Thursday, August 17, 2017

100 Days Of The King - Day 89


In many ways my first Kirby monster was Mangog. (Technically the first was Fin Fang Foom in the pages of Fantasy Masterpieces.) Unleashed in the pages of Thor #154 the grotesque Mangog was set to march on Asgard and bring down Ragnarok by drawing the Odinsword from its massive scabbard.



He's an impossibly extreme creature, with an enormous head and clutching claws capable of crushing Asgardians on a whim.


The combined hate of a billion billion beings, Mangog was an unstoppable force bent on utter destruction.

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A Day In The Anti-Life - Race Bait!


Let's be clear -- the current President of the United States is a racist. I've been listening to the sundry news folk tenderly glide around this apparent fact now for months and the most recent tragedy in Charlottesville has showcased it in a startling way. The battle in the streets of Charlottesville between the Klu Klux Klan, Nazis, and other racist organizations and protesters on the other side (a violence both sides seemed well prepared and primed for) resulted in the death of one protester and two policeman (indirect as it was) and harmed many more. The ever-present desire by some to shout from the middle of the street the most heinous and vile ideas is something we've learned over the decades to absorb in America. You have the right to spew your vile as long as you don't try to force you ideas on others or convince them by force of arms. That line was crossed (almost literally) this past weekend.


I blame the police quite a bit for this one as they seemed unprepared for what was happening and were incredibly slow to respond to violence which was slowly but surely developing in their streets and before the cameras. You could see that the fighting only intensified as the day went on and the police demonstrated reluctance to intervene. A similar thing happened some years ago in Baltimore, as violence was tolerated until it couldn't be any longer. So at one level we already have a failure of the authorities in the face of this tragedy. Then our President made it worse.


His comments were typical of the loutish nonsense he's been pouring in our ears for many years now. He started his political climb by claiming the first black President in history was not legitimate, claims he never came close to proving and for which he only grudgingly apologized once. He started his campaign by claiming all Mexicans were rapists. He walked this comment back, but  allowed the original vile wording to resonate. And then he did the thing which completely convinced me he is a racist through and through -- he responded to an Indiana judge's decision with vitriol and claimed the judge was motivated to rule against him because of the judge's Hispanic heritage. Speaker of the House Paul Ryan described this last item as textbook racism. I agree and that shut the door on this seventy-one year old man who we hear time and again will not change. It was not arguably "political", it was not about larger issues, it was a small thing and showed us his inner self all too clearly.  If racists are people who say and do racist things then Donald Trump, our current "so-called" President is one.


He's not the first racist to be President I'm sure. But when he showed up to decry the violence in Charlottesville and failed to call out the infamous Klu Klux Klan (a group who have the blood of countless lynched black men on their hands) and the vile Nazis (really, the Nazis) he showed that his impulses are the worst possible ones. His most recent attempt toe "clean up" his earlier comments sound better but since he's such an inveterate liar cannot be taken with any sense of sincerity, as his later tweets demonstrated.  Let's face it, the President of the United States is a racist pure and simple.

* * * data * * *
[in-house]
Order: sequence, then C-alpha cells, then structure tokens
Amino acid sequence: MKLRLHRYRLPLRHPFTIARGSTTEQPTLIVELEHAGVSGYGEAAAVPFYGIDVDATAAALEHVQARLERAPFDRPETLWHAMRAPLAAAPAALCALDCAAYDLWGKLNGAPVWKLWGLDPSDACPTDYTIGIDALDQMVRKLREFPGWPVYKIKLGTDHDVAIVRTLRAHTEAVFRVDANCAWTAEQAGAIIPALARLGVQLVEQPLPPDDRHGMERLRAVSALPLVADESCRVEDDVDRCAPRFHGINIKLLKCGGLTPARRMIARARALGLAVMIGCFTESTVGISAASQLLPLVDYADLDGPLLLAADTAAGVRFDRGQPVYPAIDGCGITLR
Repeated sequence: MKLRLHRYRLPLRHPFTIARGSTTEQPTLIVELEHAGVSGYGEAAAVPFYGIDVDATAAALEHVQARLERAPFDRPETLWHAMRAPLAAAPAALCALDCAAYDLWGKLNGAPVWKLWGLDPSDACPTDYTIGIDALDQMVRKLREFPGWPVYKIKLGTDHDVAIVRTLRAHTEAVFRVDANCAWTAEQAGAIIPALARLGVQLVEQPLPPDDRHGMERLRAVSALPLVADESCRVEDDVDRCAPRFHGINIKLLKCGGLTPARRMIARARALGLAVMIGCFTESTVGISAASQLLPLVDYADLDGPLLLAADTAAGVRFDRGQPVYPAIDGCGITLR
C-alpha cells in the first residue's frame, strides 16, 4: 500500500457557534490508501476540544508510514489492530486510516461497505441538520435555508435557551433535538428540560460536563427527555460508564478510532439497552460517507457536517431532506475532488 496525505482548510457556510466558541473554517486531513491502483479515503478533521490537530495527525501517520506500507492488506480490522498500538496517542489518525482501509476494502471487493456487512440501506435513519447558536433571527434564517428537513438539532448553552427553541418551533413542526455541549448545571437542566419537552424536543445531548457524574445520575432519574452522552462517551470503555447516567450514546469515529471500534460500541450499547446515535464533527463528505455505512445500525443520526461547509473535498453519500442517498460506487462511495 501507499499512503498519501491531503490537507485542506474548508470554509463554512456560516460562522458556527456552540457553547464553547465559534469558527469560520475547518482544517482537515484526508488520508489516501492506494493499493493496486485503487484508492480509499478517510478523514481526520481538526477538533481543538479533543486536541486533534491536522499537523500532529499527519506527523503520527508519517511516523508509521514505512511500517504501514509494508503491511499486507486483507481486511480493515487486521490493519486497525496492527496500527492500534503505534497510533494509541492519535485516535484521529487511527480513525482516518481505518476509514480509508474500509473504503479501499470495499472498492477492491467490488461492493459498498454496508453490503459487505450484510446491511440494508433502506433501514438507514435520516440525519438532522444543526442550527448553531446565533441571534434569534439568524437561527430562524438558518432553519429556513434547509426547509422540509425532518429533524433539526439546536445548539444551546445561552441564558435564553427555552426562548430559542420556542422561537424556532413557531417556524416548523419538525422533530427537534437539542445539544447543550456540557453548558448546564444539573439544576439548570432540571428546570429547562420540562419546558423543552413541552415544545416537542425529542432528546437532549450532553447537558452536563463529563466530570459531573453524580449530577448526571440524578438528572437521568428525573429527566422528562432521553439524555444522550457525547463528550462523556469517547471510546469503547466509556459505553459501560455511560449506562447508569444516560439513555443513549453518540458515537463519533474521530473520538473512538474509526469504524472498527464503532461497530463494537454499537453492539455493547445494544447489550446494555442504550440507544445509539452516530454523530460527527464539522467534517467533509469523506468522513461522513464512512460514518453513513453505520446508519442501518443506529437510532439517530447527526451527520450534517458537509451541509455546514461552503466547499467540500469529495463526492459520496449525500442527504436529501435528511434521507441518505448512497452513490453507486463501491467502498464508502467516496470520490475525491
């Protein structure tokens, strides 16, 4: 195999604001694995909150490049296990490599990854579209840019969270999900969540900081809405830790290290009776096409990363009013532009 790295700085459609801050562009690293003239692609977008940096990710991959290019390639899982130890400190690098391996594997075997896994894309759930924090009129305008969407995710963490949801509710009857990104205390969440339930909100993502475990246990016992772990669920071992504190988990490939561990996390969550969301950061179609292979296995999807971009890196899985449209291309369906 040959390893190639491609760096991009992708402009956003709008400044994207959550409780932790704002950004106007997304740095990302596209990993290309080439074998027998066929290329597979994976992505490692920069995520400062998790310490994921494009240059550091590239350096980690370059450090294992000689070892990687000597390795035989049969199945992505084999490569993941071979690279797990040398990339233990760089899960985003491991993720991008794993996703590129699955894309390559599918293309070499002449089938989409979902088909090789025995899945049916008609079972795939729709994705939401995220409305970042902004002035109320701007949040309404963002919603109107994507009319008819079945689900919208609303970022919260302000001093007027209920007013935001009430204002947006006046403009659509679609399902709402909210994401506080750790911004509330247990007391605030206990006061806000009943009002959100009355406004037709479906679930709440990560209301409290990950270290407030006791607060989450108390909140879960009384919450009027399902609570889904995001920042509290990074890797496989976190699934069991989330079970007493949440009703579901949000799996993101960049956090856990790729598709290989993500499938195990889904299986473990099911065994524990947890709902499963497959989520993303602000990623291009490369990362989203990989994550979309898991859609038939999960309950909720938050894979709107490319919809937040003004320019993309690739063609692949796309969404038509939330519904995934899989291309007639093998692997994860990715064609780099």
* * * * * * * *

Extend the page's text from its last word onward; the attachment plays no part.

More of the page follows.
(Note: I composed this post the day before the President lurched up to the microphone in Trump Tower and double downed on his insensitive "analysis" of the situation in Charlottesville. Those comments I believe have perhaps finally uncovered for many more the rank racism which nestles at the heart of our elected leader. woe that it is so.)

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Color Me Marvel!


I've been mostly cool to the modern trend for "adult" coloring books. But I'll have to admit I bit on the latest from Marvel. Color Your Own Marvel Masters is brimming with some really outstanding Silver Age artwork by some of the finest talents the company employed. But truth in advertising demands that the cover blur is rather misleading when it highlights both Jack Kirby and Steve Ditko. Kirby is very much in evidence with thirty-eight images (not counting the cover) in the book. Ditko by contrast has two and none of it is Doctor Strange.  John Buscema is well represented with seven and Don Heck has several as well as a few choice ones by Jim Steranko. You'll recognize them all and there is a somewhat ramshackle quality to the selection. Still for ten bucks I enjoyed it, though I doubt seriously that I'll ever color any of them.

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Wednesday, August 16, 2017

100 Days Of The King - Day 88


Mantis was mentioned as a rival to mighty Darkseid at moments in the Fourth World books, but the leader of the Bugs turned out ultimately to be merely another henchman. His elevation is likely because, as seen above, he was part of the original concept drawings.


I missed Forever People #2 at first and was exceedingly enticed by this full-page illustration from New Gods #2. Mantis seemed a dandy villain and I was thrilled when he showed up in later issues of New Gods.


His role was taken up somewhat by the Lightning Lady in the pages of Captain Victory and the Galactic Rangers, as she was the commander of her own batch of bug-people. More on her and her Hive next month.

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Newsboy Commandos!